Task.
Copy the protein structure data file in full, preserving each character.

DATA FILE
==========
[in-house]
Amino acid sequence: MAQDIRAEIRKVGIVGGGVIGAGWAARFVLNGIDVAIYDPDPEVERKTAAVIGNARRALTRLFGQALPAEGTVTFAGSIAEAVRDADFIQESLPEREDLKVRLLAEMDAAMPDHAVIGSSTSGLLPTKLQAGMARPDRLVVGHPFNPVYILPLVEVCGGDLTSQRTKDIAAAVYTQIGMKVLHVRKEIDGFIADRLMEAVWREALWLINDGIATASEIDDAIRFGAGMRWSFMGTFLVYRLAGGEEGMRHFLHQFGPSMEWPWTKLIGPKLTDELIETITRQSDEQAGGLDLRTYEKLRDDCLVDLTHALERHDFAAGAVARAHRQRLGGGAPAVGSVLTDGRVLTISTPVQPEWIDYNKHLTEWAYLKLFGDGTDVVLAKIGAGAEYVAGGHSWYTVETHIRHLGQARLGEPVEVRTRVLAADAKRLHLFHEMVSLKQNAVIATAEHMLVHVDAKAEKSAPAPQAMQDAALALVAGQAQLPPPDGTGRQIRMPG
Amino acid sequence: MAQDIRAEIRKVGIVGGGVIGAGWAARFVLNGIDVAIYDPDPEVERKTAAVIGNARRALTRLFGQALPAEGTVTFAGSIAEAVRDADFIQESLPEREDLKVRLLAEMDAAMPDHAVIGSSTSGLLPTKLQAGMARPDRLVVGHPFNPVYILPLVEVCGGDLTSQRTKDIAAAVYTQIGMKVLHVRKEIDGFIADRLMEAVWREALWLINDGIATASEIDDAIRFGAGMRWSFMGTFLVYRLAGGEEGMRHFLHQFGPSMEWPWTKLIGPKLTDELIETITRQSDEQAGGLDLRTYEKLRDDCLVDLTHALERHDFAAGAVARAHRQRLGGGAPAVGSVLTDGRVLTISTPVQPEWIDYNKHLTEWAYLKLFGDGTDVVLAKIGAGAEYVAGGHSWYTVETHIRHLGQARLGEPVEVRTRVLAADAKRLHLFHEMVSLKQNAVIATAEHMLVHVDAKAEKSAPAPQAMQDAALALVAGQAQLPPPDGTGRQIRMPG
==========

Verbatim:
[in-house]
Amino acid sequence: MAQDIRAEIRKVGIVGGGVIGAGWAARFVLNGIDVAIYDPDPEVERKTAAVIGNARRALTRLFGQALPAEGTVTFAGSIAEAVRDADFIQESLPEREDLKVRLLAEMDAAMPDHAVIGSSTSGLLPTKLQAGMARPDRLVVGHPFNPVYILPLVEVCGGDLTSQRTKDIAAAVYTQIGMKVLHVRKEIDGFIADRLMEAVWREALWLINDGIATASEIDDAIRFGAGMRWSFMGTFLVYRLAGGEEGMRHFLHQFGPSMEWPWTKLIGPKLTDELIETITRQSDEQAGGLDLRTYEKLRDDCLVDLTHALERHDFAAGAVARAHRQRLGGGAPAVGSVLTDGRVLTISTPVQPEWIDYNKHLTEWAYLKLFGDGTDVVLAKIGAGAEYVAGGHSWYTVETHIRHLGQARLGEPVEVRTRVLAADAKRLHLFHEMVSLKQNAVIATAEHMLVHVDAKAEKSAPAPQAMQDAALALVAGQAQLPPPDGTGRQIRMPG
Amino acid sequence: MAQDIRAEIRKVGIVGGGVIGAGWAARFVLNGIDVAIYDPDPEVERKTAAVIGNARRALTRLFGQALPAEGTVTFAGSIAEAVRDADFIQESLPEREDLKVRLLAEMDAAMPDHAVIGSSTSGLLPTKLQAGMARPDRLVVGHPFNPVYILPLVEVCGGDLTSQRTKDIAAAVYTQIGMKVLHVRKEIDGFIADRLMEAVWREALWLINDGIATASEIDDAIRFGAGMRWSFMGTFLVYRLAGGEEGMRHFLHQFGPSMEWPWTKLIGPKLTDELIETITRQSDEQAGGLDLRTYEKLRDDCLVDLTHALERHDFAAGAVARAHRQRLGGGAPAVGSVLTDGRVLTISTPVQPEWIDYNKHLTEWAYLKLFGDGTDVVLAKIGAGAEYVAGGHSWYTVETHIRHLGQARLGEPVEVRTRVLAADAKRLHLFHEMVSLKQNAVIATAEHMLVHVDAKAEKSAPAPQAMQDAALALVAGQAQLPPPDGTGRQIRMPG